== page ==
THE BLOG
01/28/2011 03:45 pm ET | Updated May 25, 2011

Sundance Festival: The Marriage of Music and Film

I have always been a massive fan of film music. It is truly one of the greatest arts and the ultimate marriage of image and sound. So Sundance was like a wonderland for me. I was lucky enough to score a coveted invite to BMI's "seat-switching dinner," hosted by the performance society's head of film and TV music, Doreen Ringer-Ross, held at Zoom. This may sound shocking, but composers and directors are not the most social lot, so Doreen conspired a way to get everyone to mingle -- the 50 plus guests had to change seats and tables after each course. Genius!

I had a wonderful chat with my new favorite composer iZLER, who was at Sundance for the film On the Ice directed by Andrew Maclean (one of the films and I saw and loved at the fest). We both share a semi-obsessive love of The Wire. I also got to chat with Eric Johnson, who I once met many years ago while he was on tour with The Shins. He's seamlessly made the transition from rock band to film composer (he also fronts the band Fruit Bats) and was raving about working on "My Idiot Brother" directed by Jesse Peretz.

During the main course I sat next to Gingger Shankar, who told me all about her new pop album and scoring "Circumstance." I first met Gingger right before she went on the road with Smashing Pumpkins (she is the only woman in the world who has mastered the 10-string Double Violin). Over dessert, "Dexter" composer Daniel Licht confessed that he has used real human bones as percussion instruments for the score. How amazingly cool and totally grotesque is that! (Stay tuned for an entire blog, and possibly video on this theme.)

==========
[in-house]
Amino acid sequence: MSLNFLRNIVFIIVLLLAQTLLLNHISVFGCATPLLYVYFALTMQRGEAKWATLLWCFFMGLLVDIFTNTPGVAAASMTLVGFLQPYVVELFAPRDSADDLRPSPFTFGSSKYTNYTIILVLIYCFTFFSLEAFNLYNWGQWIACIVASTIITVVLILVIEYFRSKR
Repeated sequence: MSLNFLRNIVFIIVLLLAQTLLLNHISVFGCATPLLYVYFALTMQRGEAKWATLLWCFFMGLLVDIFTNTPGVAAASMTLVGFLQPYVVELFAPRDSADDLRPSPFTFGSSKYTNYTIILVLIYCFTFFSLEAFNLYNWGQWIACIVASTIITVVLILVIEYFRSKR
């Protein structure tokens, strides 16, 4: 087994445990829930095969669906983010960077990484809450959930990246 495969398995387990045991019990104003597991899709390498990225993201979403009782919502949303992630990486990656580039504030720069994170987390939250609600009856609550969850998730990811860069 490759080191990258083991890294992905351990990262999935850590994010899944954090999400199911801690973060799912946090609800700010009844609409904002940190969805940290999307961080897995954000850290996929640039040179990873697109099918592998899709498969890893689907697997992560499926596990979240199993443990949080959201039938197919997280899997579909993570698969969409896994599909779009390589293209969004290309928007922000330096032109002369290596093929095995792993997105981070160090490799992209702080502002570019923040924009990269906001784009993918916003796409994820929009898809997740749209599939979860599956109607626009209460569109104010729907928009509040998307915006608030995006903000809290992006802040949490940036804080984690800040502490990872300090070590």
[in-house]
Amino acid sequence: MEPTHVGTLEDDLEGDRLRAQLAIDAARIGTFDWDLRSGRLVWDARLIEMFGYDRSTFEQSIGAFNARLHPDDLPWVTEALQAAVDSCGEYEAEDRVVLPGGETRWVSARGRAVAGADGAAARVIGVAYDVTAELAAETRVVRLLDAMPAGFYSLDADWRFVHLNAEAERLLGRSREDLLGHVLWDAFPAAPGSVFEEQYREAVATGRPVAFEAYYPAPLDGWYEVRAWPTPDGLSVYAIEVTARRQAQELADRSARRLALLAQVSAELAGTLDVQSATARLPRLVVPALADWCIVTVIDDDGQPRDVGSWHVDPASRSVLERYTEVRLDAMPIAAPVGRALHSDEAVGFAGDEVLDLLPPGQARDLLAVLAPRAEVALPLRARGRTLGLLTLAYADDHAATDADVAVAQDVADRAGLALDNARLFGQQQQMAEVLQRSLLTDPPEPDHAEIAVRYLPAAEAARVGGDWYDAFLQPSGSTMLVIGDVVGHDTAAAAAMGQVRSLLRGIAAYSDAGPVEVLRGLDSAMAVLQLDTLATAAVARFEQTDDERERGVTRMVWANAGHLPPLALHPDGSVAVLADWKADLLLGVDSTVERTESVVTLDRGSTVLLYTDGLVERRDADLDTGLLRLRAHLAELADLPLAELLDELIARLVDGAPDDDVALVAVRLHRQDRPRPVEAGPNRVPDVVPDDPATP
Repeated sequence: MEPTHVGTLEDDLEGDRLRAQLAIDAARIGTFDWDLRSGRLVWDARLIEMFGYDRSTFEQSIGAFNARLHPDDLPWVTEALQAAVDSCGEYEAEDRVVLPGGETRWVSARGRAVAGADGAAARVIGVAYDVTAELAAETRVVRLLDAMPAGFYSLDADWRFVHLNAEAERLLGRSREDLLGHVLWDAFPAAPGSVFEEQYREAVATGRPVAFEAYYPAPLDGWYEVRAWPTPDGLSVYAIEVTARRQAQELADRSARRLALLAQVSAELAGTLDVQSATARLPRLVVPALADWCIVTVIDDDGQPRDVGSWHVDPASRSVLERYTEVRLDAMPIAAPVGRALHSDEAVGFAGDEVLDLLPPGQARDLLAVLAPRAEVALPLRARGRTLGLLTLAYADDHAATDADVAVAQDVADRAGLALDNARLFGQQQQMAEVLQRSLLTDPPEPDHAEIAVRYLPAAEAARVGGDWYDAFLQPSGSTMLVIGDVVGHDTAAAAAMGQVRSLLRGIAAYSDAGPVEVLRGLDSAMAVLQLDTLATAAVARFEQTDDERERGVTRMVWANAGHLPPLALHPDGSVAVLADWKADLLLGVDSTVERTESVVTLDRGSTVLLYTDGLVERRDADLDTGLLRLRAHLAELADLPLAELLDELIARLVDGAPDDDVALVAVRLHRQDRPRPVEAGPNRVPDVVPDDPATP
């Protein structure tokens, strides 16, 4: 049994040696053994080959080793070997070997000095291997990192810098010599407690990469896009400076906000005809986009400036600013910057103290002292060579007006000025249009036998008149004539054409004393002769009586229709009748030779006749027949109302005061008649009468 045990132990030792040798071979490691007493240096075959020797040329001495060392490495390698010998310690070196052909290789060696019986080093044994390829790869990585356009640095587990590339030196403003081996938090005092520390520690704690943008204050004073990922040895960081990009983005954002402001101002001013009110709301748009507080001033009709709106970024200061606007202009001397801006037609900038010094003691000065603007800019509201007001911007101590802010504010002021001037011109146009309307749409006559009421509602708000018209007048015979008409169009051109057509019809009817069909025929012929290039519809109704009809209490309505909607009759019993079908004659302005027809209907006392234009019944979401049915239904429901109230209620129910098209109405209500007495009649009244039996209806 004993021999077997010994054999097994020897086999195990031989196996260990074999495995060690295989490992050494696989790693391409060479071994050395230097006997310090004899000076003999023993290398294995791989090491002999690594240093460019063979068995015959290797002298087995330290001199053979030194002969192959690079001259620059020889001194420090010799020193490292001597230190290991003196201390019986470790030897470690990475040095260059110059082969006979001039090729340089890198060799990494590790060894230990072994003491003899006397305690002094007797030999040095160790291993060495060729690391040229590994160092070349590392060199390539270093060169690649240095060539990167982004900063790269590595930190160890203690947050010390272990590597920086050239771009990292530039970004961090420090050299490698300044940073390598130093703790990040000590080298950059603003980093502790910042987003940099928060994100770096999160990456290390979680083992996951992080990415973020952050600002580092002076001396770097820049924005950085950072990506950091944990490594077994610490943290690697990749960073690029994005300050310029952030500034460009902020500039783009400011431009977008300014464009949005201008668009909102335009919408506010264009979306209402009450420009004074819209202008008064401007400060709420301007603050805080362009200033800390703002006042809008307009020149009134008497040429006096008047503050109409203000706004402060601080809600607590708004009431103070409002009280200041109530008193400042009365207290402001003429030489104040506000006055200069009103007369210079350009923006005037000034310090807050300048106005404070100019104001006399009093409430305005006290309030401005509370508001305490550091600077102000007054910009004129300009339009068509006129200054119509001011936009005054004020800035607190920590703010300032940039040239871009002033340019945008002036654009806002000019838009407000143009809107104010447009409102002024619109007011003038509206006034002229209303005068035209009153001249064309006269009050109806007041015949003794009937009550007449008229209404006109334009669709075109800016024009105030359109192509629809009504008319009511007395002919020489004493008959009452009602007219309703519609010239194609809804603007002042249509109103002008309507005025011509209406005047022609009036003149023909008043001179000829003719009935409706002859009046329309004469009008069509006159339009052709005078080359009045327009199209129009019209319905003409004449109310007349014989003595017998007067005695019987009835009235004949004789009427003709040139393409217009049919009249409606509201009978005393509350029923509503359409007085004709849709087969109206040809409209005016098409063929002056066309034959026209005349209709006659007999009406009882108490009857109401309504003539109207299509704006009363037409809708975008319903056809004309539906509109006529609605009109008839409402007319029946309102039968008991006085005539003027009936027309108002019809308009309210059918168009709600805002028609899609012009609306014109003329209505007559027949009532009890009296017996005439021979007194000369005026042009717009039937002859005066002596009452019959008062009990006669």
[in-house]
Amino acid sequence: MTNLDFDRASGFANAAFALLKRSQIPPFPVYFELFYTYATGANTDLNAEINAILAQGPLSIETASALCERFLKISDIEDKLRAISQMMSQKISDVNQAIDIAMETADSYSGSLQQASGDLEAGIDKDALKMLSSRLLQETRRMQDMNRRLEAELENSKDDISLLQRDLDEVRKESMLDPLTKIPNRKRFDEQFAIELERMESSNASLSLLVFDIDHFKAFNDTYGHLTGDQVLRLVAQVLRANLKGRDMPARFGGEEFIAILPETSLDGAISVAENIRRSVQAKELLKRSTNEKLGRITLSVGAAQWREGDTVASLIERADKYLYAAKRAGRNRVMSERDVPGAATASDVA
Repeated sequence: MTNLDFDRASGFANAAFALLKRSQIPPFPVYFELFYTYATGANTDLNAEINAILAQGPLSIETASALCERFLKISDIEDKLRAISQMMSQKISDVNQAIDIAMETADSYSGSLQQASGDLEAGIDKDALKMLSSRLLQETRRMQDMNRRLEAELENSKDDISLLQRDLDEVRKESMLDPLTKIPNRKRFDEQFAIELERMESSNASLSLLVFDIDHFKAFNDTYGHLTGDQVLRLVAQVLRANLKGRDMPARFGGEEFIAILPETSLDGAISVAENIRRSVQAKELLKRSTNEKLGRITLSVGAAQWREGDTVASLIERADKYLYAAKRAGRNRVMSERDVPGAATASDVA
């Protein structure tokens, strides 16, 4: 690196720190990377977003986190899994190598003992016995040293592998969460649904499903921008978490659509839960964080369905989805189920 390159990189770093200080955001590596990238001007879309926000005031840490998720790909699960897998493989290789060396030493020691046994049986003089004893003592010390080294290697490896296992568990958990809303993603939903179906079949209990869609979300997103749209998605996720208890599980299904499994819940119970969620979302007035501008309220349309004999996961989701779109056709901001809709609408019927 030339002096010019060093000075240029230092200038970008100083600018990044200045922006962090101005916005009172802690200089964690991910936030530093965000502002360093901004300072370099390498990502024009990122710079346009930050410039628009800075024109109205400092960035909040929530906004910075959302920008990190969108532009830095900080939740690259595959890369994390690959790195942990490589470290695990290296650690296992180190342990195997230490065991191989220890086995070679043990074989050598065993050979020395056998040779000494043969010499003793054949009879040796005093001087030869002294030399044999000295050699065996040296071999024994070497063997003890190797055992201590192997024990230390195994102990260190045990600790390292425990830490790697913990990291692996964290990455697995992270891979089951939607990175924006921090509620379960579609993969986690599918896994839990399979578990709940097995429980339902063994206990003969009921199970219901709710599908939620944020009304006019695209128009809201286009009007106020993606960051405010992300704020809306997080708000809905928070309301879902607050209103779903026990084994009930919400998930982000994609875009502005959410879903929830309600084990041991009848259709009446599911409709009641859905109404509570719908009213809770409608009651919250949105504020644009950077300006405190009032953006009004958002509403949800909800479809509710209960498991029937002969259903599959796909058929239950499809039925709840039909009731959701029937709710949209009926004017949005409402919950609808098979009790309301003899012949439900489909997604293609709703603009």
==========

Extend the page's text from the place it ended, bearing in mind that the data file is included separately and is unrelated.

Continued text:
In addition to swimming in composer talent, musicians of all walks came to Sundance in droves. Performance societies BMI and ASCAP each hosted a number of acts.

Famed pedal steel guitarist Robert Randolph and the Family Band had the house up and dancing, hooting and hollering at BMI's Snowball. I also got to see one my favorites, Brett Dennen, who I swear just keeps getting better and the timeless poet/singer/songwriter David Poe. But who really stole my heart was Allen Stone. He looks like a hippy from Seattle (which he kind of is), but he sounds like Stevie Wonder and Prince had a child. He blew the audience away and got a standing ovation. This is one to watch. He's a star.

Even after all this the night was young. So Hunnypot Unlimited's John Anderson dragged a bunch of us to a local dive bar called The Spur where he was co-sponsoring a showcase of some indie bands. Now when I say local dive bar, I mean local dive bar, I am not talking in hipster code. The cliental featured a few mountain men, an androgynous looking bloke high on LSD, a few hookers, some head-bangers, a sprinkling of Sundance refugees and of course John Anderson and his posse imbibing very watered-down drinks. All this being said, the band blew my mind. This rock band from Heber, Utah called Holy Water Buffalo shreds. It takes a lot to get people to dance, it takes a lot of people to dance to rock, it takes a lot to get people to dance in a small dive bar in Park City. Everyone was dancing (especially the LSD guy). This band's members looked like they were hardly drinking age, but I swear they sound like the Kings of Leon should sound with a wall of guitar that reminded me of early Jane's Addition. The band is not polished and they are not good-looking, but if The Comet had a label, I'd sign them.

Thank you, Sundance. Thank you for the music.